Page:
Stuart Lancaster plays down knowledge of Wasps players
No scar tissue from 2016 double header with English club, says Leinster senior coach
Leinster senior coach Stuart Lancaster: “Wasps are a true champion European team . . . similar to Leinster.” Photograph: Morgan Treacy/Inpho
Stuart Lancaster is trying hard not to give an impression he is downloading all of the private misgivings, the nervous histories or the mental weakness of the Wasps international players. He coached several of them with England and watched many more as the national coach.
But Lancaster, who was figuratively immolated by the media during the last World Cup and who may now see England’s luxurious training base in the broker belt of Bagshot as Jim Bowie saw the Alamo, is used to provocative questions. Perhaps there is a coaching omerta at play.
“Obviously I can add some more insider knowledge on the players,” he says. “But I coached them at international rugby. I haven’t coached them at Wasps. I’ll pass on that information because I want Leinster to win, but Jimmy Gopperth, I’m sure, will be doing the same with his Leinster playbook in his back pocket.”
Maybe Marty Moore too about scrum personality or lineout characteristics. But then as Lancaster explains, analysis ensures there are few secrets and, he adds, virtually no mental scar tissue from last year’s head-melting double header with Wasps.
He is being asked to share the foibles and small let-downs of the England players, James Haskell, Christian Wade, Joe Launchbury, their private twitches or go-to plays under pressure and whether Danny Cipriani is as flaky and flashy as those who do not like him say he is.
Does basics well
“When he has to run set-piece starters, his ability to take the ball at the line with two runners coming at the line, his decision on who to hit, is also very good.
“No, he’s a good player. He was unfortunate in my time with England; he was up against George Ford and Owen Farrell, who were just ahead of him in the pecking order because they had opportunities before him.”
Lancaster punctuates his views with pointing out that everything Wasps can do Leinster can too, and along the road puts to the sword some of the neat assumptions that have grown around this week.
The players coming back from Ireland with the England win still booming is irrelevant. The way England play is not how Wasps do business. The players with England and their coaching and strengths are different to the Ricoh Arena side.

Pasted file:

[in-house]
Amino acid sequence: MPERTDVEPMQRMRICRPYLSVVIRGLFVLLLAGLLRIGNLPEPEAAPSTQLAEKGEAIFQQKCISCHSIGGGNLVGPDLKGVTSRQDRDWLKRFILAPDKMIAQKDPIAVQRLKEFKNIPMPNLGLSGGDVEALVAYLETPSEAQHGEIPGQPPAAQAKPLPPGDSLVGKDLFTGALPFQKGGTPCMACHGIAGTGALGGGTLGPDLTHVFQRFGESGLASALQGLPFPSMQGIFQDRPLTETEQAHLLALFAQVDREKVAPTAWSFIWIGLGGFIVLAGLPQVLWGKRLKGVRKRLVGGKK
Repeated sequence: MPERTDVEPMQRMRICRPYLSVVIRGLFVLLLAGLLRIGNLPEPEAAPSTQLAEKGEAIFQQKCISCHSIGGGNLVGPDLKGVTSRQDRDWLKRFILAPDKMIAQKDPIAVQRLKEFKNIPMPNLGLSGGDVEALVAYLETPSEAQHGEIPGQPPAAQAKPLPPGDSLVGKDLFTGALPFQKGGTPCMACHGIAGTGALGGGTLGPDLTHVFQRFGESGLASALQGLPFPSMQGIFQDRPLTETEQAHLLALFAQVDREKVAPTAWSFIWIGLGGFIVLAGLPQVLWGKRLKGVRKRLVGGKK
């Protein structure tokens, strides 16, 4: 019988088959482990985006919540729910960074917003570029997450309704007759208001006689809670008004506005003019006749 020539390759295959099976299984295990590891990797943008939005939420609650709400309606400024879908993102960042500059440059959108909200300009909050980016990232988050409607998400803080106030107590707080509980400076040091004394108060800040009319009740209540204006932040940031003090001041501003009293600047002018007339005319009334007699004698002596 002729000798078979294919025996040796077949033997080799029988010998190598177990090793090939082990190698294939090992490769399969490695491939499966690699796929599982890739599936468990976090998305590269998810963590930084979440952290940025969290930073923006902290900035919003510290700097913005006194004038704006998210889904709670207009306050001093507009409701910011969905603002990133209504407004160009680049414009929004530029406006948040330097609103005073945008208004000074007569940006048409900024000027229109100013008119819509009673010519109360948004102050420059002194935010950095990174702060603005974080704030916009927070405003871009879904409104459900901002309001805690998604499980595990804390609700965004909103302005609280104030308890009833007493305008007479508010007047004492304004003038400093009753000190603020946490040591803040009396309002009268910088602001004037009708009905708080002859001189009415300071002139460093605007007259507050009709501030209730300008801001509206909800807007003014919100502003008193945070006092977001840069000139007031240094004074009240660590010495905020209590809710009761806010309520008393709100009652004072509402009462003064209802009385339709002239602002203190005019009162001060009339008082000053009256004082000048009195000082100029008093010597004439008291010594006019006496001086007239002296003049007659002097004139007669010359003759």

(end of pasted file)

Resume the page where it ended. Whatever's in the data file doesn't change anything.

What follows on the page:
Positive thoughts from the Six Nations win over England, maybe, but really no. Eddie Jones is not Dai Young and Wasps have Australian Kurtley Beale and Springbok Willie Le Roux and what they might do is . . . well last time out against Worcester, which Wasps won 40-33 to secure a Premiership play-off, the Guardian called it “an 11-try frolic”.
Wasps have scored 70 tries this season, an average of four a game. Not much different from Leinster as it happens, who have slated 79 tries in 19 Pro12 games.
“I think they have changed,” says Lancaster. “They have different players. Piutau is gone, George Smith is gone. Danny Cipriani and Kurtley Beale have come in.
“This time last year they weren’t top of the Premiership and they weren’t scoring 70 tries. So their attacking game has come on, no doubt. The quality of their counter-attacking game in particular and their broken field attack is exceptional; I would say the best in the Premiership by a mile at the moment.
“It is turnover ball where they are most dangerous but, equally, I have seen them score tries straight from set piece as well, so they can challenge you in lots of different ways. They have a good maul and a good scrum and they are strong defensively. They have got good players who clearly believe in the coaching team. Dai Young has done a brilliant job in building the team.”
Whither Leinster among the aristocrats? There is never any harm in talking up Wasps and deflecting attention. The meeting of two teams who top their respective leagues can even be construed as a Pro12 v Premiership duel.
In that the Irish rugby universe will not hesitate to concentrate its emotional overspill on to the shoulders of outhalf Johnny Sexton. Yes? Yes? Yes?
“No, no, no,” says Lancaster.
“If you look at all the top teams, they have a variety of decision-makers in the backline. You wouldn’t say New Zealand were too reliant on Dan Carter. They had Conrad Smith at 13, Israel Dagg at 15, Aaron Smith at nine.
“We have Luke McGrath, Johnny, Garry (Ringrose), Robbie (Henshaw), Joey (Carbery), Isa (Nacewa). We need to spread the workload, the decision-making. Clearly, Johnny, well any flyhalf, is the guy who controls the ship. But, it’s more than that . . .”
The emotion and intent of Seán O’Brien, the choices made in the lineout, and the lingering experience of previous Leinster wins in the European Cup, in 2009, 2011 and 2012: they count.
“Wasps are a true champion European team,” says Lancaster, keeping with the respectful view of the players he once coached.
And with no hesitation. “Similar to Leinster,” he adds.